New Books for the Week of 10/31/16

New this week at the MA Library: Kamala Khan saves the day, magical and/or secretive teenagers, the Khmer empire, and asexuality.

 

Fiction

Akata Witch by Nnedi Okorafor
Sunny, an albino Nigerian-American teenager, and two of her friends discover they have magical abilities. The more Sunny learns about her new powers, the bigger the struggle to keep it a secret from her family. Just as she starts to settle into her abilities, the magical authorities enlist her and her friends to locate an ultra-powerful serial killer.

Beast by Brie Spangler
Known as Beast, fifteen-year-old Dylan is bigger, taller, and hairier than his classmates. After accidentally falling off his roof, he’s assigned to group therapy for self-harmers. There he meets Jamie, a funny, clever young woman with whom Beast is instantly smitten. As they get to know each other, Beast realizes Jamie has a secret, something so personal she won’t share with the rest of the group: she’s transgender.

Labyrinth Lost (Book 1 of Brooklyn Brujas series) by Zoraida Córdova
Alex is the middle daughter in a family of brujas, the Latin American version of a witch. Her mother and sisters use magic in their daily lives, but after a traumatic experience with the spirit of her dead aunt and the mysterious disappearance of her father, Alex hates her powers. When a cantos, or spell, to destroy her magic backfires and sends her family to Los Lagos, a sort of bruja purgatory, Alex and a neighborhood brujo teenage boy named Nova descend into the underworld to bring them back.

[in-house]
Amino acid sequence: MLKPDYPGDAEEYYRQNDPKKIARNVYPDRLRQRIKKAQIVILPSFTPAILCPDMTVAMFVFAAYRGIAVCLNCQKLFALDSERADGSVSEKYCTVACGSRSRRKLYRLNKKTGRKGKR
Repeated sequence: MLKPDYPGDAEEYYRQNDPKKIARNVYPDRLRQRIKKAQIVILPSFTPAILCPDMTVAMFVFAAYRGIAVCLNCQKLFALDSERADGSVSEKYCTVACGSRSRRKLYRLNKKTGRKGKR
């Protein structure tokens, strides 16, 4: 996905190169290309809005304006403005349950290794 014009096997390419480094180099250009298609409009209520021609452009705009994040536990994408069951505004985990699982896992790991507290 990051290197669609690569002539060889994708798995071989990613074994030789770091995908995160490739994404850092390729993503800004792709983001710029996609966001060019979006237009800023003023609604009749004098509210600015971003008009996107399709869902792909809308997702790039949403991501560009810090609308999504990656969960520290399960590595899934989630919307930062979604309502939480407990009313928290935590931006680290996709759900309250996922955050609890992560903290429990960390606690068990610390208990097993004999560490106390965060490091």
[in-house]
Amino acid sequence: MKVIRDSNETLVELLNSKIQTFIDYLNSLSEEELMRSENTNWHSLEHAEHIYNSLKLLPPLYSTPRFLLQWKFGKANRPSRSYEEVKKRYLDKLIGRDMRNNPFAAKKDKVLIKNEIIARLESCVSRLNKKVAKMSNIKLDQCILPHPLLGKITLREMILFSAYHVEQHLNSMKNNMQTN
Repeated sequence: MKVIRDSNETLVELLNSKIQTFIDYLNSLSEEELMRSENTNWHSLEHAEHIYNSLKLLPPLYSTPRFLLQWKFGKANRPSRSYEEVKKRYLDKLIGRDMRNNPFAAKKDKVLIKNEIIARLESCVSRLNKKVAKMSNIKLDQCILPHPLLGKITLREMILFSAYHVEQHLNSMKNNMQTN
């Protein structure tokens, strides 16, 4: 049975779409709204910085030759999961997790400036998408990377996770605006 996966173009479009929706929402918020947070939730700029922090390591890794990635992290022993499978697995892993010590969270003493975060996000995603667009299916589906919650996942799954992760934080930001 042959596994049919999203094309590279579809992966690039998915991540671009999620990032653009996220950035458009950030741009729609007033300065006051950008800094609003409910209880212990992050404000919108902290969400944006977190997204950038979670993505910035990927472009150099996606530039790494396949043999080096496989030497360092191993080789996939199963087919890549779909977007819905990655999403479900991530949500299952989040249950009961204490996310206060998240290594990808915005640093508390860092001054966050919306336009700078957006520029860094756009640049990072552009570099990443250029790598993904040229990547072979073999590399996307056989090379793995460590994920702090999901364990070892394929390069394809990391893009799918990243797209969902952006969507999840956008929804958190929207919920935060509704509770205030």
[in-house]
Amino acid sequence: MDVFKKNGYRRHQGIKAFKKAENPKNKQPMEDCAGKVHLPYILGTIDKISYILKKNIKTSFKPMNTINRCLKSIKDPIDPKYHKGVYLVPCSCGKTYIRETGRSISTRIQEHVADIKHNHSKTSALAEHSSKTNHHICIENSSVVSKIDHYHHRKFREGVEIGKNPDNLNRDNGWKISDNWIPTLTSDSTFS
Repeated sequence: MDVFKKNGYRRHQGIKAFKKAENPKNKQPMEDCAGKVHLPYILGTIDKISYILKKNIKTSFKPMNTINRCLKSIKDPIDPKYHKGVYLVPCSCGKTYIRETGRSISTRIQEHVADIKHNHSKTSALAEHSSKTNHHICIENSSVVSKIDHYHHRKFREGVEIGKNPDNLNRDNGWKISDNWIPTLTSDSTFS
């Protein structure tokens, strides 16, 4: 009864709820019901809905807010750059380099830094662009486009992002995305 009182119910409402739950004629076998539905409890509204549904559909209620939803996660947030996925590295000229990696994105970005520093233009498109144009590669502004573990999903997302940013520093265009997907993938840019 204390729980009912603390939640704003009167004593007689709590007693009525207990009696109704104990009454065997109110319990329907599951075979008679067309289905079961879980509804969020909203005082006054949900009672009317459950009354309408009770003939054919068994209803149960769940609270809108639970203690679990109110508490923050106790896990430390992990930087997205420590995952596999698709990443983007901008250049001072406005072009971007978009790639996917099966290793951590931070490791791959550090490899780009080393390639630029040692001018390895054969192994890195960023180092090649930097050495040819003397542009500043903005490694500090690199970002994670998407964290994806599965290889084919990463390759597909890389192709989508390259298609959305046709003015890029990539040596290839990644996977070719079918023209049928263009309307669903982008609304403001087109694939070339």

The Weight of Zero by Karen Fortunati
“Zero” is the name Catherine gives to the overwhelming depression triggered by her bipolar disorder. The last time Zero visited her, she tried to commit suicide. Fearing Zero’s next visit, Catherine stockpiles medications in preparation for another suicide attempt. But before she departs this mortal coil, she sets about to complete a bucket list. With the help of her family, friends, and a new course of treatment, her sense of isolation wanes and for the first time in her life Catherine must confront the idea of having a real future.

 

Comics

Ms. Marvel vol 2: “Generation Why” by G. Willow Wilson
Kamala Khan, aka Ms. Marvel, continues her fight with the Inventor with the help of Wolverine. She also encounters Inhumanity and Lockjaw takes an interest. As Kamala learns more about her past, the Inventor threatens her future. She and her new friends must stop him before he takes over even more of her personal life.

Ms. Marvel vol 3: “Crushed” by G. Willow Wilson
Kamala Khan’s strict parents won’t let her go to her high school Valentine’s Day dance, but Ms. Marvel makes an appearance when Loki shows up. When a cute new boy mysteriously arrives in town Kamala’s love life gets even more complicated, especially when it turns out he’s not what he first seemed.

Ms. Marvel vol 4: “Last Days” by G. Willow Wilson
Kamala Khan has taken on criminals, supervillains, and bad friends, but she’s up against her biggest challenge yet with “Secret Wars,” a Marvel crossover event featuring the destruction of much of the multiverse. Ms. Marvel teams up with her hero Captain Marvel to rescue her brother and save her city as the universe collapses around her.

Ms. Marvel vol 5: “Super Famous” by G. Willow Wilson